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The New York Times, CNN, and other media outlets recently published articles reporting that a software engineer in Seattle allegedly hacked into a server and obtained the personal data of over 100 million customers at Capital One. While this is not the first time Capital One has faced a major data breach, there were two things that made this case particularly notable. First, the breach is estimated to cost the bank up to $150 million and has been said to be one of the largest bank data breaches in history. Second, and of particular interest to HR leaders: the warning signs of this data breach were available right on public social media.

The suspect was Paige Thompson, 33, a former software engineer at Amazon Web Services, which hosted the database that was breached. Using the online alias “erratic,” Thompson had in many ways the persona typical of a software engineer in Seattle, participating in programming chatter with people in the field. However, her habit of oversharing also left a trail of digital breadcrumbs that led the FBI to her door. Thompson allegedly bragged about the breach on Twitter; shortly after the breach was discovered, she tweeted, “I have a whole list of things that will ensure my involuntary confinement from the world. I’m never coming back.”

Could Capital One have prevented this particular breach using social media data? Well, no. Thompson was not a Capital One employee, and the ‘trail of breadcrumbs’ that identified her as the suspect behind the hack was left after the breach had already occurred. But suppose Thompson was an employee at Capital One, or even Amazon. If that were the case, Amazon and Capital One could have had reams of information that painted a picture of who she was—a skilled programmer with a troubled past—and used social media to help prevent the attack.

Ms. Thompson was a skilled programmer. Her online presence made clear that she organized software engineering communities and meetups, a real positive in the eyes of many employers. According to former friends, she also had “a lot of potential to be very focused and do a lot in this world.” But along with the positive aspects of her profile were a host of troubled behaviors. In addition to her regular tweets, Thompson made many troubling posts over the years, speaking openly and darkly about her mental anguish, suicide ideation and use of both legal and illegal drugs.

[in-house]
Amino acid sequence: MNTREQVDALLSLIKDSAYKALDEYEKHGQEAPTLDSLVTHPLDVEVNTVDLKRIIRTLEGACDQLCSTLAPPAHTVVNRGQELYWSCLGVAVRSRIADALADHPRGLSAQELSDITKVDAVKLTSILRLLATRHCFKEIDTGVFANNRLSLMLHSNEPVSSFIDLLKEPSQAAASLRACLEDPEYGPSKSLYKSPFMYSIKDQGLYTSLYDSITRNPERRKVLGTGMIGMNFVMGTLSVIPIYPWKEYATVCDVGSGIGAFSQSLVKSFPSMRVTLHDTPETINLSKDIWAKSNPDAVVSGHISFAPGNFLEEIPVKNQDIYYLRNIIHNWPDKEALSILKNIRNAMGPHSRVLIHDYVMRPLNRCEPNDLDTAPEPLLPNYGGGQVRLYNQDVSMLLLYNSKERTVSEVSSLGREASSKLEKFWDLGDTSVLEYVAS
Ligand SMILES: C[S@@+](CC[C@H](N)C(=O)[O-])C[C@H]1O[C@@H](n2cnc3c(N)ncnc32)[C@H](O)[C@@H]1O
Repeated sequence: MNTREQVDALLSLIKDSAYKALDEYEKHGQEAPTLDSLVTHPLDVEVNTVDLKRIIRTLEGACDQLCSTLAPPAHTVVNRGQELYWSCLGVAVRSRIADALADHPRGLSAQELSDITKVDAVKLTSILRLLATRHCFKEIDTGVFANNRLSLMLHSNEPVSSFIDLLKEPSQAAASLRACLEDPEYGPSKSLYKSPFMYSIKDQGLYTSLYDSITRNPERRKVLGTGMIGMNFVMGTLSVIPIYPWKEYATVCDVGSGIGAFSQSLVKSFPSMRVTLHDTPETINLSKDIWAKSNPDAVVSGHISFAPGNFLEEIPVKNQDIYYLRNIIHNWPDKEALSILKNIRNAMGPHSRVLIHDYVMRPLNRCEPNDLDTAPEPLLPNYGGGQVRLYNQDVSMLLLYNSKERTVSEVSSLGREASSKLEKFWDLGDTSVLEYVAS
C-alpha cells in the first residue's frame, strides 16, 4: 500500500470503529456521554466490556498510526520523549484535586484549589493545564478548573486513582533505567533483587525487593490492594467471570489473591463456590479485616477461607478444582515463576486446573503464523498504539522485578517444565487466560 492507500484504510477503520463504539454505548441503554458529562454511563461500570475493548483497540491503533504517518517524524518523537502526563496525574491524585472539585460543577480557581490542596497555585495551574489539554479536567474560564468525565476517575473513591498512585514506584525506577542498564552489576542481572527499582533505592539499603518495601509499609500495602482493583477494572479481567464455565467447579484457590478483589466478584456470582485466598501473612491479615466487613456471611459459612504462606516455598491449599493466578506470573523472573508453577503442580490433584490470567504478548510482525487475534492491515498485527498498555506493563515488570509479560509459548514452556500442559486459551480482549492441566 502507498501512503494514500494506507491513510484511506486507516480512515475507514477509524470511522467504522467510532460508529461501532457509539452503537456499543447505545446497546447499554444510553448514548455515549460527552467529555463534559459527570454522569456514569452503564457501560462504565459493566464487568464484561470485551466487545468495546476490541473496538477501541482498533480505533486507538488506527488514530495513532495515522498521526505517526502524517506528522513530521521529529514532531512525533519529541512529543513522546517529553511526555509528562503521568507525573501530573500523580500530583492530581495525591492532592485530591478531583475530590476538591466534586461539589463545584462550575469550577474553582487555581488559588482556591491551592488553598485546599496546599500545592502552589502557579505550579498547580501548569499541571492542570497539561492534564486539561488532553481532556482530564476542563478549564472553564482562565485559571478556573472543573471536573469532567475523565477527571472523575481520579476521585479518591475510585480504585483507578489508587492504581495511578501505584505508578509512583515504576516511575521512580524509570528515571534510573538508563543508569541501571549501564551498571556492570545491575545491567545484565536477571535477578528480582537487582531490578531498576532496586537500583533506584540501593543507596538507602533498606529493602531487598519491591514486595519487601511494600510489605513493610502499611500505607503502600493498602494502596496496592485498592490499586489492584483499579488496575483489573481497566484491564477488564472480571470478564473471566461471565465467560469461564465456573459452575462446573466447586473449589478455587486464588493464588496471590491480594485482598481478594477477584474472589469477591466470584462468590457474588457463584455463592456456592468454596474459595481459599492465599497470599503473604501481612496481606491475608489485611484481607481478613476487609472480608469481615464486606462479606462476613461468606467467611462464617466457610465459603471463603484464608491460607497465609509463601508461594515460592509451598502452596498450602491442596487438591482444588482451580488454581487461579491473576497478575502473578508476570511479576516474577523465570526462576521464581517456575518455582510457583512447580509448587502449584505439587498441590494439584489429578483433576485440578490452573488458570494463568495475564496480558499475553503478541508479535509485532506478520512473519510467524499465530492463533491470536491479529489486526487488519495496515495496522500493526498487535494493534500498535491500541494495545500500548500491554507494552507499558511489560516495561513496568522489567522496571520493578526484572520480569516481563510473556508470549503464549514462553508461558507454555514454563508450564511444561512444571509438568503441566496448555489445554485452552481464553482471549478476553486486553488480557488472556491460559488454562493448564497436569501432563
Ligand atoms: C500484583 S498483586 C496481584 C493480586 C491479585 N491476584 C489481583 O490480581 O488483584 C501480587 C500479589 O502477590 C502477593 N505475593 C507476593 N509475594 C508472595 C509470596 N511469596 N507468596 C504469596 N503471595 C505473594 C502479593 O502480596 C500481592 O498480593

Such a combination of data would have helped clue a potential employer in on her motivations. Even though she had allegedly bragged about the hacking, online community members who knew Thompson said they didn’t believe she had carried out the hack with malicious intent or for profit. They said they believed she thought the hack could bring her attention, respect and a new job. That reveals a much more nuanced psychological profile, and indicates that sometimes, an attack affecting hundreds of millions begins with one individual looking for some sort of recognition, more so than they are trying to commit an act of fraud.

“Harassing and threatening online behaviors are of significant concern to HR leaders. Those sorts of behaviors require immediate intervention, whether it’s a termination or legal action. Yet other indicators, such as frequent references to illegal drugs or self-harm, typically cause an employer to intervene with a welcoming or embracing message, to help that employee understand that there's a community that cares about them,” says our CEO Ben Mones.

It’s not hard to imagine how critical it would have been for Amazon to identify these signals early on if Thompson was at Amazon Web Services during the breach—or how a future hack might start with a disgruntled or desperate employee who might just need some recognition or help. Thompson’s story shows how a massive breach can begin with troubled behaviors. It also shows us how many of the warning signs are right under our noses, displayed in plain sight on the public web.

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